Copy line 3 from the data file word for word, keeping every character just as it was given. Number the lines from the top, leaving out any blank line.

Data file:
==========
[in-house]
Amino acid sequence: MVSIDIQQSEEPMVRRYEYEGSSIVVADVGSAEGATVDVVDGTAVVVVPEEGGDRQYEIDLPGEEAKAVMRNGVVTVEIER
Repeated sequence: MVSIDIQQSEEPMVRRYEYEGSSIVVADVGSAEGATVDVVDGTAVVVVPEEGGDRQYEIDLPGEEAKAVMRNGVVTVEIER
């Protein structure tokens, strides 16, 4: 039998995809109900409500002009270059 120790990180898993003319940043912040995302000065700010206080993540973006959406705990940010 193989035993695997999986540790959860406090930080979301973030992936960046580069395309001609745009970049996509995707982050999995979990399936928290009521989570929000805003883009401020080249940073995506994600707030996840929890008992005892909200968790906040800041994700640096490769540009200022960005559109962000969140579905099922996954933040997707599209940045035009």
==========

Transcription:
Repeated sequence: MVSIDIQQSEEPMVRRYEYEGSSIVVADVGSAEGATVDVVDGTAVVVVPEEGGDRQYEIDLPGEEAKAVMRNGVVTVEIER